I admit. I am a naive person when it comes to a good number of things in my life, and that includes the legislative record, press releases, and supposed statements or non-statements. So when I watch a political debate and hear the same “he-said, she-said” stuff you’d hear in a divorce court, I get confused and frustrated. If I really want to know the truth, I’d act on my frustration and direct in in healthy ways (say, choosing to go deeper into the issues rather than lazily saying “Politics is meaningless and stupid”); but it sure helps when others do that investigation and help us naive voters with some further wisdom.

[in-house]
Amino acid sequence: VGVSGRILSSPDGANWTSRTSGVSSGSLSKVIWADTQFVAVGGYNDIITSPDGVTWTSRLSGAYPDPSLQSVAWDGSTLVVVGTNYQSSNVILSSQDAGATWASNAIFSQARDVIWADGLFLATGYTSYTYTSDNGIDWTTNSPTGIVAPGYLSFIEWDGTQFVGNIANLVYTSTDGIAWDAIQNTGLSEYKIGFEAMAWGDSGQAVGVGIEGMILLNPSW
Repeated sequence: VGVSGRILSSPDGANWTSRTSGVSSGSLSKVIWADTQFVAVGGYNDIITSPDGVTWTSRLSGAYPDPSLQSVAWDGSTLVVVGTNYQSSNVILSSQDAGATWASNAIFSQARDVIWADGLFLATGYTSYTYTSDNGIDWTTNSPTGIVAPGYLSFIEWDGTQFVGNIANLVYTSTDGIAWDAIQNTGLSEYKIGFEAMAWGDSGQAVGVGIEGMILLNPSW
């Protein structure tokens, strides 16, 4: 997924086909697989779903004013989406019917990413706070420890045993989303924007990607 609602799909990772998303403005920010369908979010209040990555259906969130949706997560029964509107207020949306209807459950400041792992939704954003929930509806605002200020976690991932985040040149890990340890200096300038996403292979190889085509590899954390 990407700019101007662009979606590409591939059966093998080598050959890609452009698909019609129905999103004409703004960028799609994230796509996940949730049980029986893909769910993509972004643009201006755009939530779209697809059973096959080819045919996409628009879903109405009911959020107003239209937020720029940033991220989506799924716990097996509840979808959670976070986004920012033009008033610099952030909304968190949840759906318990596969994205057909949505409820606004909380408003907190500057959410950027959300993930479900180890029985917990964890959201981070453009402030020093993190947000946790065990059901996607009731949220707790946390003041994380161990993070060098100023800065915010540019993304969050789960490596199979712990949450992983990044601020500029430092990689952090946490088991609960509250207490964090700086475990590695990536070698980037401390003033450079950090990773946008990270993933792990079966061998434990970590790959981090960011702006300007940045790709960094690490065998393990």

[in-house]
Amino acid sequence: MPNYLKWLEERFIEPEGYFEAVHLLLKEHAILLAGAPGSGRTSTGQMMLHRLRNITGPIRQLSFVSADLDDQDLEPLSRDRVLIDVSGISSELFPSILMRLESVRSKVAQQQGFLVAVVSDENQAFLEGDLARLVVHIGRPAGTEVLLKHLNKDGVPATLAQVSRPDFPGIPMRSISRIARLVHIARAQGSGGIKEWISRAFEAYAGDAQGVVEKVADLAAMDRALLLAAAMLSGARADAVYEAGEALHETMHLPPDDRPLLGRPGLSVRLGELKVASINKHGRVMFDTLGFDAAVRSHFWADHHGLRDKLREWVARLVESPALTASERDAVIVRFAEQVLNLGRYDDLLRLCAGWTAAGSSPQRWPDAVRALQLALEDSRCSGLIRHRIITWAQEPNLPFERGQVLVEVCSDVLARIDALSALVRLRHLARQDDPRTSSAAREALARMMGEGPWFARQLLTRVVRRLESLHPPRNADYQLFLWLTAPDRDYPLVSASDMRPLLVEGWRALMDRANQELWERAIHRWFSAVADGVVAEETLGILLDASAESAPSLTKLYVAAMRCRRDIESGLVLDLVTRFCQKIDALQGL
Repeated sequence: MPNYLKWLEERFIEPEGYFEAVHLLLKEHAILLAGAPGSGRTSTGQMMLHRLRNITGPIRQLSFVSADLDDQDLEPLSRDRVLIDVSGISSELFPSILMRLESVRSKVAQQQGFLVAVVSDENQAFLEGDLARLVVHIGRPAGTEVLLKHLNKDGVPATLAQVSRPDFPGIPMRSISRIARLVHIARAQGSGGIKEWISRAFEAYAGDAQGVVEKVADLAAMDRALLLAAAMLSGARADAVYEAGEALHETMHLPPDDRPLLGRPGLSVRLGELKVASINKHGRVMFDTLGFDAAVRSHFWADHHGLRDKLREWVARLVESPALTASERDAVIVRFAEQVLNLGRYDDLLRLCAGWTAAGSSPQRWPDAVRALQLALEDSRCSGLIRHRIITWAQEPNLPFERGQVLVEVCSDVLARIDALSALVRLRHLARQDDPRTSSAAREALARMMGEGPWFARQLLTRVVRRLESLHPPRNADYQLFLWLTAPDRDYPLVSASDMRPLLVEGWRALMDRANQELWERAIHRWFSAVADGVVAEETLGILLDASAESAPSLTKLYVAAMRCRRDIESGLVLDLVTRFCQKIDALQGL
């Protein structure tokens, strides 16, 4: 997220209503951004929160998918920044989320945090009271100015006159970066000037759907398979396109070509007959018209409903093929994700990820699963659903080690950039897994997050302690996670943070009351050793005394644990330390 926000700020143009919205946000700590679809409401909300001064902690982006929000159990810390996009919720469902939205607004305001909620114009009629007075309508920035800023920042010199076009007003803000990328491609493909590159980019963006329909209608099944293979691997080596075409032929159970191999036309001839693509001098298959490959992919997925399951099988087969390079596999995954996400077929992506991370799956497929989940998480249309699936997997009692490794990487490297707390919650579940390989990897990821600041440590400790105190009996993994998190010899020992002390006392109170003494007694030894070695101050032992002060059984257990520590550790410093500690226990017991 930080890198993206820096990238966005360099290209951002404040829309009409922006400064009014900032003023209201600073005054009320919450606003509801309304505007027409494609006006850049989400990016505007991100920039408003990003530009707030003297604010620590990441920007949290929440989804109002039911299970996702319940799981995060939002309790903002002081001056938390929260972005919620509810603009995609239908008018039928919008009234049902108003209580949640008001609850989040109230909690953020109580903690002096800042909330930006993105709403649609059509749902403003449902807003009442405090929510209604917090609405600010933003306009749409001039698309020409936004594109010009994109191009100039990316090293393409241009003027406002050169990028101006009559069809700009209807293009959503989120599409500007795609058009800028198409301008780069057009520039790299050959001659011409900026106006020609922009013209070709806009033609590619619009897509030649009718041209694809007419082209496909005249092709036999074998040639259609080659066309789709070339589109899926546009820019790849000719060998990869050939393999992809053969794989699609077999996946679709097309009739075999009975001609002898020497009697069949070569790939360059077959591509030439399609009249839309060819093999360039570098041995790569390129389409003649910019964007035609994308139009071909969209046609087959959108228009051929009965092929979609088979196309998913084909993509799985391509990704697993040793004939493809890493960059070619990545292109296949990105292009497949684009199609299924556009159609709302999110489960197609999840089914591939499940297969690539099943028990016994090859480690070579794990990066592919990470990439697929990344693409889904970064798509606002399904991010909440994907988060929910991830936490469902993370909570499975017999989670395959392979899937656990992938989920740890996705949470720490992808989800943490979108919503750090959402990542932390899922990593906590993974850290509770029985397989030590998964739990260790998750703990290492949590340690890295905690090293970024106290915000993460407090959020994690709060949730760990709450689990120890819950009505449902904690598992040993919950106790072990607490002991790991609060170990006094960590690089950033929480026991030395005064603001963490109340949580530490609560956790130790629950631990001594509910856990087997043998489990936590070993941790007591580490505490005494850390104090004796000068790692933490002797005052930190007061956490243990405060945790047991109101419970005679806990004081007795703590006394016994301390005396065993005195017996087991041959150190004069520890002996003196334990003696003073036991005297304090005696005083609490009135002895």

That’s why I love fact check websites after debates or on certain issues and claims. While they certainly can be spun a political direction as well, they offer something deeper.
CNN has their own fact check website. And factcheck.org has a good one as well that may carry a little less spin than CNN as a self-confessed “non-partisan, non-profit consumer advocate for voters” (though the liberal bias stuff is much more political rhetoric and perception than anything else). *update* I found the site politifact.com today, which has a more wide-angle look at political quotes and stances; also non-partisan. *update*
Let’s go deeper than buzzwords as we consider our vote.